Descriptive Epidemiology and Public Health Nursing

The science of epidemiology, and the descriptive method specifically, should not be ignored in the field of public health nursing either. According to the investigations of Gouda and Powles (2014), which include the findings of Kirch, Gregg, Kuller, and Savitz, epidemiology is defined as “the science of public health”, or the main source of analytical tools that can be used by public health practitioners. The relationship between public health nursing and descriptive epidemiology has a long history, contributing to the development of new methods of care and the discovery of new health perspectives (Gouda & Powles, 2014). There are many conditions under which morbidity may be controlled, including preventive measures such as vaccination and immunization against seasonable diseases. Healthcare workers have to know when to offer services and identify which populations are at a higher risk of having a particular complication. In addition, education and support should be developed. Nurses can use the results of epidemiologic studies to improve public health knowledge and inform the general public and potential users of healthcare services about potential threats and treatment options.

One clear example of how descriptive epidemiology is applied in public health nursing may be observed during an outbreak of an infectious disease. As soon as a disease is reported as a serious problem for a population (both symptomatic and asymptomatic), the first steps include a discussion of what is already known about this particular disease, its transmission, and favorable settings (Friis & Sellers, 2014). Fact sheets with flu events are based on the results of epidemiologic studies, providing a succinct description of personal characteristics, location, and time. An understanding of these three components is important for any analysis of at-risk populations and potential complications.

Epidemiology Components and At-Risk Populations

There are three main components of epidemiology that can be used to investigate at-risk populations and quantify a problem: person, time, and place. Epidemiologists hold detailed files and histories of health problems of the population and investigate changes through time. These measurements are set by international organizations such as the World Health Organization and are essential for descriptive epidemiology (Webb, Bain, & Page, 2016).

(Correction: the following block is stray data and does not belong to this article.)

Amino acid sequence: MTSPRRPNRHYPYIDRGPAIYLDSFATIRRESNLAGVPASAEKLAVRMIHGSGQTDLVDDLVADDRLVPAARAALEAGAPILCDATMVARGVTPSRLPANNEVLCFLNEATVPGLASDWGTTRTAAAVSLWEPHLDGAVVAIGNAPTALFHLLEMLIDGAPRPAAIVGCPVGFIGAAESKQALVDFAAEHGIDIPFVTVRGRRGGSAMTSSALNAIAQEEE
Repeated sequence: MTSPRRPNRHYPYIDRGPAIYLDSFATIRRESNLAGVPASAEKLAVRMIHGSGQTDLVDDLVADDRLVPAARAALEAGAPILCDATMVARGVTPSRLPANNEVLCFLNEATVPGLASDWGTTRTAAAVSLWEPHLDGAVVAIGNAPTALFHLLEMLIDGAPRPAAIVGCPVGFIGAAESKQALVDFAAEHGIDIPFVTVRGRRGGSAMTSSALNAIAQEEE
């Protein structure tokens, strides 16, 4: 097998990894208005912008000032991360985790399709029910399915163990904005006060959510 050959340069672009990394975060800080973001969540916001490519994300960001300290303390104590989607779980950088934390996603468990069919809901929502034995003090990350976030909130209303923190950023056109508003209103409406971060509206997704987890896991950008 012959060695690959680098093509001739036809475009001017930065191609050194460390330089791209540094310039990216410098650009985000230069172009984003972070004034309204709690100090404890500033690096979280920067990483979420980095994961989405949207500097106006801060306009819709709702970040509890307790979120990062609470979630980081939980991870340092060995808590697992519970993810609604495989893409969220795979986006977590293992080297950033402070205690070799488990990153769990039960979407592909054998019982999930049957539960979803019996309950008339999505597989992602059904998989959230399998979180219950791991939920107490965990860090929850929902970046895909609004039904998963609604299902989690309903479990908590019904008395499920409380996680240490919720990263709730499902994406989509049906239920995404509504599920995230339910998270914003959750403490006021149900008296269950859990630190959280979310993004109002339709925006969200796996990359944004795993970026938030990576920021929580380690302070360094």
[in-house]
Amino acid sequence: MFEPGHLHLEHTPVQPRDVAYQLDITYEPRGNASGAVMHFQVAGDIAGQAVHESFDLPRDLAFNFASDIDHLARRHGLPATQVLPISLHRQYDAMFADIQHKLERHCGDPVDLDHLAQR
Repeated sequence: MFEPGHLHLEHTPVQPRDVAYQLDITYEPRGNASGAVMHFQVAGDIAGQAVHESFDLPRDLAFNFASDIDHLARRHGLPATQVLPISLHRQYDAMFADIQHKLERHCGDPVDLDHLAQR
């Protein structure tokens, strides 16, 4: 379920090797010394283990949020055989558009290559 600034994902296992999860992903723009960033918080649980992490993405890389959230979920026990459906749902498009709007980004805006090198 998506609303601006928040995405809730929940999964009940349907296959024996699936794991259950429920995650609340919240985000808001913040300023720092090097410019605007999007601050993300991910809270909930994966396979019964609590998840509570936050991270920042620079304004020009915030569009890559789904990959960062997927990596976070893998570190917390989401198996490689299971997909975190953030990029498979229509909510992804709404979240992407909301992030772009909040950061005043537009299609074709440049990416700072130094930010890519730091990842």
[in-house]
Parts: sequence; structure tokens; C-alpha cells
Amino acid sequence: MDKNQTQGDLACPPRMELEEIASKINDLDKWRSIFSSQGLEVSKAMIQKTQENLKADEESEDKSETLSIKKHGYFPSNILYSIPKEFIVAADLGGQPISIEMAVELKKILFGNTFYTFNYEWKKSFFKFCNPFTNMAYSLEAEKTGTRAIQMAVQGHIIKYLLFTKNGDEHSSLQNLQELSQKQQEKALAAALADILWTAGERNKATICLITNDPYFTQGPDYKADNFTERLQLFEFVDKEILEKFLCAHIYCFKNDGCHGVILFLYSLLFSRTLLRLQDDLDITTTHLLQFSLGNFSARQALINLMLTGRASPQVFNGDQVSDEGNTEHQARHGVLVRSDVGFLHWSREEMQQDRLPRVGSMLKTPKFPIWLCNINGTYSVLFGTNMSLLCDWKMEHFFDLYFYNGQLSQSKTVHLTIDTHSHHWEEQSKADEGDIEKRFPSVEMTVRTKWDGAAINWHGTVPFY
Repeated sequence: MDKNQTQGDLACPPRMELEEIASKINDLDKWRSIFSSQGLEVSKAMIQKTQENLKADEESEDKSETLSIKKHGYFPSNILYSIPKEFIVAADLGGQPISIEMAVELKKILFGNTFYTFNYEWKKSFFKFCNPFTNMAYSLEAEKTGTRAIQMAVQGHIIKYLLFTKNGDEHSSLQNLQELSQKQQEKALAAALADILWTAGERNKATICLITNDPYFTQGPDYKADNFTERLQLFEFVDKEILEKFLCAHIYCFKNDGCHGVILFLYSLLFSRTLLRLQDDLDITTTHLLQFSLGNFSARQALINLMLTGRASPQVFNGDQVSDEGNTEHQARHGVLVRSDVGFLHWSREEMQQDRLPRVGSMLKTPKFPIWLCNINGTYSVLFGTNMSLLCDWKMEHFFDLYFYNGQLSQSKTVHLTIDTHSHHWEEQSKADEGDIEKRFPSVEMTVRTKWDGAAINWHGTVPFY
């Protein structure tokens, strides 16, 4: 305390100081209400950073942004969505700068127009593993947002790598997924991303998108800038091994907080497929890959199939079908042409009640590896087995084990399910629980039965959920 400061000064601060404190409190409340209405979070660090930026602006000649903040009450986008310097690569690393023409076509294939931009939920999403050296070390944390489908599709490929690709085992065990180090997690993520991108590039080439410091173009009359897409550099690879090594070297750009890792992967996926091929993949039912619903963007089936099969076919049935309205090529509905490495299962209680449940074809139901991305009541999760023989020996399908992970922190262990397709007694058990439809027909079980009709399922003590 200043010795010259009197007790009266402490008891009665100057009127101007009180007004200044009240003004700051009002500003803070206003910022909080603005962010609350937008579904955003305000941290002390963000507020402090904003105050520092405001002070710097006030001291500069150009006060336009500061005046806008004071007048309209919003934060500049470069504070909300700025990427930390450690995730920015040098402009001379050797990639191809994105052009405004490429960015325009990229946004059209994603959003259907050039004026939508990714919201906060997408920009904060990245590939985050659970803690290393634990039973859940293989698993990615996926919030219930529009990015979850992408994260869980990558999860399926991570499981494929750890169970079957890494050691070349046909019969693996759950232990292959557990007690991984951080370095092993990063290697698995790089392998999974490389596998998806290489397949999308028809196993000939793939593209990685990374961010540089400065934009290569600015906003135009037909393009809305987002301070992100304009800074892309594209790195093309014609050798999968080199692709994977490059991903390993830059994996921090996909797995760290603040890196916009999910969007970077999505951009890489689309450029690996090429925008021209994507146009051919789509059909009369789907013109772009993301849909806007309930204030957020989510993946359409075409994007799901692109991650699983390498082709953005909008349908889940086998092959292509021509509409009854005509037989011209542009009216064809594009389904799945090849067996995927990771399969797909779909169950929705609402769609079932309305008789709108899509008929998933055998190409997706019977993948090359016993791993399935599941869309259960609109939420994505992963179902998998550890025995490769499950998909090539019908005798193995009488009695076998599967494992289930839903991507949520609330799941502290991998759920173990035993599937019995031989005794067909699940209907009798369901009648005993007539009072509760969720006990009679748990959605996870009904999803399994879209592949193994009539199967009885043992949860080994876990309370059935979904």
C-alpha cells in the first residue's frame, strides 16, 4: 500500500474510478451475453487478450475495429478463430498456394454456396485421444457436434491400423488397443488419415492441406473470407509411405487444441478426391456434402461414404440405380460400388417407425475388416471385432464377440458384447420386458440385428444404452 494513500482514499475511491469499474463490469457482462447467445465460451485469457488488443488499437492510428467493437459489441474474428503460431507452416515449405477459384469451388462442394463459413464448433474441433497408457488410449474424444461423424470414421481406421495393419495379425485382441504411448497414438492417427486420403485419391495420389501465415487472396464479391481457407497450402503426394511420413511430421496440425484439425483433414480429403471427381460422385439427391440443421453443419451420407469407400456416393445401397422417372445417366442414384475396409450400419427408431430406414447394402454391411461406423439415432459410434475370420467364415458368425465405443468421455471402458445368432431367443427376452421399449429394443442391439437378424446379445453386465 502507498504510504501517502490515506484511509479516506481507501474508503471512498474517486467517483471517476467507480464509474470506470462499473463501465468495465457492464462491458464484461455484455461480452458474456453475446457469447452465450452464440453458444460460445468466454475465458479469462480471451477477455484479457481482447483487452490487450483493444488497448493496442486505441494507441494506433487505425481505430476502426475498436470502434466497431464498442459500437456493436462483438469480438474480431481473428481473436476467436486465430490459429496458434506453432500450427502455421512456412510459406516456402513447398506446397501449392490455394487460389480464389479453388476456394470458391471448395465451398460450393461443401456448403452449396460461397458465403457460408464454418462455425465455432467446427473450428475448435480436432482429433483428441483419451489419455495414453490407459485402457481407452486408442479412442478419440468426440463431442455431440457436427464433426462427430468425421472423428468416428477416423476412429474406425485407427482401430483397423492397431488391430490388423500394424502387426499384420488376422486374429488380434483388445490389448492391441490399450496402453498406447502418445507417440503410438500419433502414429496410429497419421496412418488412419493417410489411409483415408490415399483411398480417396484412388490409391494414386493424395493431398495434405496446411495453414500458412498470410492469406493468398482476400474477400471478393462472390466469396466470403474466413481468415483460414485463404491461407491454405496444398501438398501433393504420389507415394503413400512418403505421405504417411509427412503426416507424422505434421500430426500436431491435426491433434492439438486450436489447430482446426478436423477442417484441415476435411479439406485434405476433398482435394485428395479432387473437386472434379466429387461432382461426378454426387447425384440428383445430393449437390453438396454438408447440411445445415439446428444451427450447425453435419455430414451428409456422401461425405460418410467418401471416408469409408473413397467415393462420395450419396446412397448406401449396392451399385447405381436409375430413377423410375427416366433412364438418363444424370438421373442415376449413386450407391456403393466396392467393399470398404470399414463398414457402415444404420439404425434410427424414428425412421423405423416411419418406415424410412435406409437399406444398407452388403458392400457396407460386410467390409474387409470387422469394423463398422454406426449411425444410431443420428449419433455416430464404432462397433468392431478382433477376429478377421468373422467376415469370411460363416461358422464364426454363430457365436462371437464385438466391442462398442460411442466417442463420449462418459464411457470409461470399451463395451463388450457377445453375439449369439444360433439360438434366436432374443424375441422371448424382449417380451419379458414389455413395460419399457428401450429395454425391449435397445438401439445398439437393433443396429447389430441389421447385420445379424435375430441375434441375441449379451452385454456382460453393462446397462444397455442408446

“Person” is a component that includes the analysis of data about people, including their gender, age, and ethnicity. Davey pointed out that epidemiology is the collection of individuals, not the person themselves (as cited in Ozonoff & Pogel, 2018). As a result, such an approach helps to identify all people and recognize the characteristics that put a person at risk of having a disease. “Time” is another component that is crucial to epidemiologists. Seasonable diseases may be predicted, and precautionary measures can be taken. New medications and treatment methods are offered with time, making a disease less dangerous for a population. Finally, the “place” component refers to the extent to which a disease may spread geographically. For example, given some African countries are at risk of malaria and associated complications, descriptive epidemiologists recommend vaccination for people who are leaving or entering specific geographical locations.

Conclusion

In general, descriptive epidemiology is not a simple attempt to identify and describe a health problem and protect the population. It involves complex studies that measure diseases and identify personal, social and even economic characteristics of people and their predisposition to various diseases. This science is crucial for nursing science and public health nursing as it provides the means for practitioners to obtain the necessary information to protect and teach the population, and from which to calculate any further complications that could result in a decrease in life quality or even death.

References

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Brasel, K. J. (2017). Epidemiology. In E. E. Moore, D. V. Feliciano, & K. L. Mattox (Eds.), Trauma (8th ed.), (pp. 21-34). New York, NY: McGraw Hill Professional.

Centers for Disease Control and Prevention. (2018). What is epidemiology? Web.

Fontaine, R. E. (2018). Describing epidemiologic data. In S. A. Rasmussen & R. A. Goodman (Eds.), The CDC field epidemiology manual (pp. 105-135). New York, NY: Oxford University Press.

Friis, R. H. (2017). Epidemiology 101 (2nd ed.). Burlington, MA: Jones & Bartlett Learning.

Friis, R. H., & Sellers, T. A. (2014). Epidemiology for public health practice (5th ed.). Burlington, MA: Jones & Bartlett Learning.

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Kulkarni, P., Singh, D. K., & Jalaluddin, M. (2017). Epidemiology: Redefining the study among people. International Journal of Preventive and Clinical Dental Research, 4(2), 114-121.

Merrill, R. M. (2016). Introduction to epidemiology (7th ed.). Burlington, MA: Jones & Bartlett Learning.

Naito, M. (2014). Utilization and application of public health data in descriptive epidemiology. Journal of Epidemiology, 24(6), 435-436.

Ozonoff, D., & Pogel, A. (2018). The mathematics of descriptions in descriptive epidemiology. BioRxiv. Web.

Webb, P., Bain, C., & Page, A. (2016). Essential epidemiology: An introduction for students and health professionals (3rd ed.). New York, NY: Cambridge University Press.